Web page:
After 1968, the way you could get an abortion was if your life or health was in danger. One of the routes around this, which is horrific to me—you had to call it pregnancy depression. Women were diagnosed with depression and because depression could lead to suicide, the doctor could grant you permission to have an abortion. Mostly the doctors did it at 12 weeks. 12 weeks is [the time] from your last menstrual period, so that means 10 weeks from conception and eight weeks from your first missed period. It’s not a whole lot of wiggle room and also it took quite a few weeks to get through all those hoops, to get in there. It was sort of legal, but it wasn’t so accessible. Access was patchy, you had to know somebody and you had to say you were depressed or you even had to say “I’ll kill myself if I don’t have an abortion.’ It sounds pretty extreme—and for many women it was that extreme.
I volunteered [at the Morgentaler clinic]—when the first raid took place [in 1983; Morgentaler’s clinics were illegal until 1988 and the government raided the Montreal, Toronto, and Winnipeg clinics several times]. At the time, I thought [the abortion] issue was going to be solved by the end of this summer. I was so naive. I just thought, ‘This is a non-issue for me. I just can’t believe people are protesting this.’ I thought it would be up and running pretty soon and people would go home. When we were raided, then I realized I was totally, totally out of touch with how things really were. There had been a deal made with Henry Morgentaler and the attorney general. The deal was they weren’t going to raid; they were just going to arrest him. But in fact, they took the women [waiting for an abortion] into custody. They took the staff into custody. They thought I was staff even though I was just a volunteer. We were jailed, which was the turnaround point for me. It was a turnaround point, it seems to me, for most of the country. There was a ton of national support. People gathered and rallied and it just really lit the whole issue up for me to say, ‘I think I need to be involved here.’ I then became politicized.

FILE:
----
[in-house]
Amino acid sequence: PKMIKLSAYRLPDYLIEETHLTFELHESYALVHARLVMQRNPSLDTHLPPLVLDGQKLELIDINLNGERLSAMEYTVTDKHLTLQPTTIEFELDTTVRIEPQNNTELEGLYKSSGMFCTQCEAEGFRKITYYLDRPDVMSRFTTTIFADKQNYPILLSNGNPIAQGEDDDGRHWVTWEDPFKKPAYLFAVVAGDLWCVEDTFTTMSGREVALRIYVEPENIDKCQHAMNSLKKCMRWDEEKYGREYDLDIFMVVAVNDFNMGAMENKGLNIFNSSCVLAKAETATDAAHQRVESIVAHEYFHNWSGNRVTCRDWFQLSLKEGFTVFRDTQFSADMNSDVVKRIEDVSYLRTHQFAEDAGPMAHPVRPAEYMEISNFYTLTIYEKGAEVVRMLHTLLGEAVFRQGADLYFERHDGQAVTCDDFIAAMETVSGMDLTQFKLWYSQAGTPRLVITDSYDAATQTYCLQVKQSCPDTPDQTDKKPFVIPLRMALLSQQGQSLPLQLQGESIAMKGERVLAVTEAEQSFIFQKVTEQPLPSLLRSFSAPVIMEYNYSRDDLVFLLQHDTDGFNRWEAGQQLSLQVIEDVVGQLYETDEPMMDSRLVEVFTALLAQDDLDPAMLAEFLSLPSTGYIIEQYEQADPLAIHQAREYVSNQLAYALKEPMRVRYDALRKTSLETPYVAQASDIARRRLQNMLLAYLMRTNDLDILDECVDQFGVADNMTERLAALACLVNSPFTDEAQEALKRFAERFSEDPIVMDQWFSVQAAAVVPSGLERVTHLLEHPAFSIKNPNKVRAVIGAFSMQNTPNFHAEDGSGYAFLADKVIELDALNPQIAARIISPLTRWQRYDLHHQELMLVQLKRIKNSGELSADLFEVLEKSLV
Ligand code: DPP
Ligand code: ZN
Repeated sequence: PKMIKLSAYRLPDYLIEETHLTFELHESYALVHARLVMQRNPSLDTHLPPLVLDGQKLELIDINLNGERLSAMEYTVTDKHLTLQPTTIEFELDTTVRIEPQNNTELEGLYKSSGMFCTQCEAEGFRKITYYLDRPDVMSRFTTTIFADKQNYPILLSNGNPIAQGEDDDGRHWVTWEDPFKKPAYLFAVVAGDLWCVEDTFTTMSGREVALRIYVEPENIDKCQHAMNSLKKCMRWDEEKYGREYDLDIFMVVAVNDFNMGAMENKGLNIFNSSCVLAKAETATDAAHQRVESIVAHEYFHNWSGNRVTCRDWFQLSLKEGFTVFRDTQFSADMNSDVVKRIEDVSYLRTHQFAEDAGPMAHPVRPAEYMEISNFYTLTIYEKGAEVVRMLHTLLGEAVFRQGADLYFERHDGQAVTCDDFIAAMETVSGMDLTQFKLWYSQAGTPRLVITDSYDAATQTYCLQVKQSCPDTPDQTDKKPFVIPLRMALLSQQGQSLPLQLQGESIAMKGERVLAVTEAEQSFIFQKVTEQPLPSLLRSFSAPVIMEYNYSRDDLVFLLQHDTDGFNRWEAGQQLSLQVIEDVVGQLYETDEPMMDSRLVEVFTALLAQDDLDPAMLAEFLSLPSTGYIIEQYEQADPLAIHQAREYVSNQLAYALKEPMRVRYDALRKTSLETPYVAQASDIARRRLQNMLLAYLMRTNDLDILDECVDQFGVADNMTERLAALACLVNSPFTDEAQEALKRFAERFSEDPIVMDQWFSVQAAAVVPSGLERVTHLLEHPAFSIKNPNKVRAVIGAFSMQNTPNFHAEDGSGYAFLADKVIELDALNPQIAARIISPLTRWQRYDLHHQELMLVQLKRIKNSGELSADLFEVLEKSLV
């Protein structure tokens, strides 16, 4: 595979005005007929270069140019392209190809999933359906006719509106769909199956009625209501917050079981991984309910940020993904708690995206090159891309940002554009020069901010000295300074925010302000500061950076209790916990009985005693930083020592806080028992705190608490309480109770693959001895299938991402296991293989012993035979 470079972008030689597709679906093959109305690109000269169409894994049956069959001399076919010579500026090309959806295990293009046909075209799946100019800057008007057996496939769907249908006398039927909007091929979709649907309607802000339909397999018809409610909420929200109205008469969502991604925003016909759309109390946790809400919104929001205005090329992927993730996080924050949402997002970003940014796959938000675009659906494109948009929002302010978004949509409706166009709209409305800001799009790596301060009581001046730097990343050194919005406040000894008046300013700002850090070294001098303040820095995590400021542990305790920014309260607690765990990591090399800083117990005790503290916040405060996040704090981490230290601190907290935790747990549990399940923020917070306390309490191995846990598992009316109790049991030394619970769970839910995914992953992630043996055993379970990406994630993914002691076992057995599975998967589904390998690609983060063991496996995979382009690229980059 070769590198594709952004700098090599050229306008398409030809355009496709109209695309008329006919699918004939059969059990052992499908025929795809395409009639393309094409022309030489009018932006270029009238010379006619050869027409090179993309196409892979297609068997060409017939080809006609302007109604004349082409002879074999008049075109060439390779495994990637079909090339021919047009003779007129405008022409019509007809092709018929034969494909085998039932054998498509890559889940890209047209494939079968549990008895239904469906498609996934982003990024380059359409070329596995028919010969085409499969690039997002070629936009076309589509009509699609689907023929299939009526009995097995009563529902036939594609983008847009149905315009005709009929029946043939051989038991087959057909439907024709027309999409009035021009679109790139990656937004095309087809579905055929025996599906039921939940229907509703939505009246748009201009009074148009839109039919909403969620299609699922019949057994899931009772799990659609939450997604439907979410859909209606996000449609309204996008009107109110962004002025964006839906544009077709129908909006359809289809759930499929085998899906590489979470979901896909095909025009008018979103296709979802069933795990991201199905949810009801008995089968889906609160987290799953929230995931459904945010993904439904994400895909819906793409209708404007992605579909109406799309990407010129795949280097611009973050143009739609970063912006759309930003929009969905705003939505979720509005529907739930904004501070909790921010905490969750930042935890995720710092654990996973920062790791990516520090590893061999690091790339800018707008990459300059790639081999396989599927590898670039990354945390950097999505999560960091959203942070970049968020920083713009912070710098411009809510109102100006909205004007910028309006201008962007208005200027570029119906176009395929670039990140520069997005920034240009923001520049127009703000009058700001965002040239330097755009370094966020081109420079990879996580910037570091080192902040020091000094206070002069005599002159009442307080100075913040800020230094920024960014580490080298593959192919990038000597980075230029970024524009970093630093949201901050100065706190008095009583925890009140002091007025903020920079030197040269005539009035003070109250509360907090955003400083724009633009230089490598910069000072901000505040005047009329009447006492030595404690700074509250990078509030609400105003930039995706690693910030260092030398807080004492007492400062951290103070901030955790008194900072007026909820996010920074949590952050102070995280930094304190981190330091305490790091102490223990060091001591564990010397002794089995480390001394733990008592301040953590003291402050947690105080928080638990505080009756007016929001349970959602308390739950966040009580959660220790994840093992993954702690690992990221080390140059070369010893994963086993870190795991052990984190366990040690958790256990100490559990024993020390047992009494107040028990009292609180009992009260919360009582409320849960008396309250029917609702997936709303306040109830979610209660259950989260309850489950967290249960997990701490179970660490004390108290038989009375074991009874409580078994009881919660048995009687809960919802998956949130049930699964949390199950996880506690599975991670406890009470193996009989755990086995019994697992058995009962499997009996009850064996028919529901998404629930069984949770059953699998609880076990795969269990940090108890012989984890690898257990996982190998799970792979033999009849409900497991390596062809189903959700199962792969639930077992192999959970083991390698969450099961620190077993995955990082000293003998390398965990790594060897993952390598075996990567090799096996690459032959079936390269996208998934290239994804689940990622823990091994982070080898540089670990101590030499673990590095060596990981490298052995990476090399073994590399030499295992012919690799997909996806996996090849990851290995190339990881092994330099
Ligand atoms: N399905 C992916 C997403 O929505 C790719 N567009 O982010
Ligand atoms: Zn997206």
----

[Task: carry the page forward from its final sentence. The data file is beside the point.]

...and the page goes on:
In 1988, everything really changed from there. When you say how is it different, I see a woman now, she decides she is not happy about being pregnant, for whatever her reasons, I don’t even have to know. I just trust she is making the decision—and these are all the things I will check with her—that she is not being coerced into this decision, that it is her decision, that this is what she wants and she understands what she is asking for, those sorts of things. Women don’t take this lightly. They didn’t then and they don’t now.
Carolyn Egan, in her 60s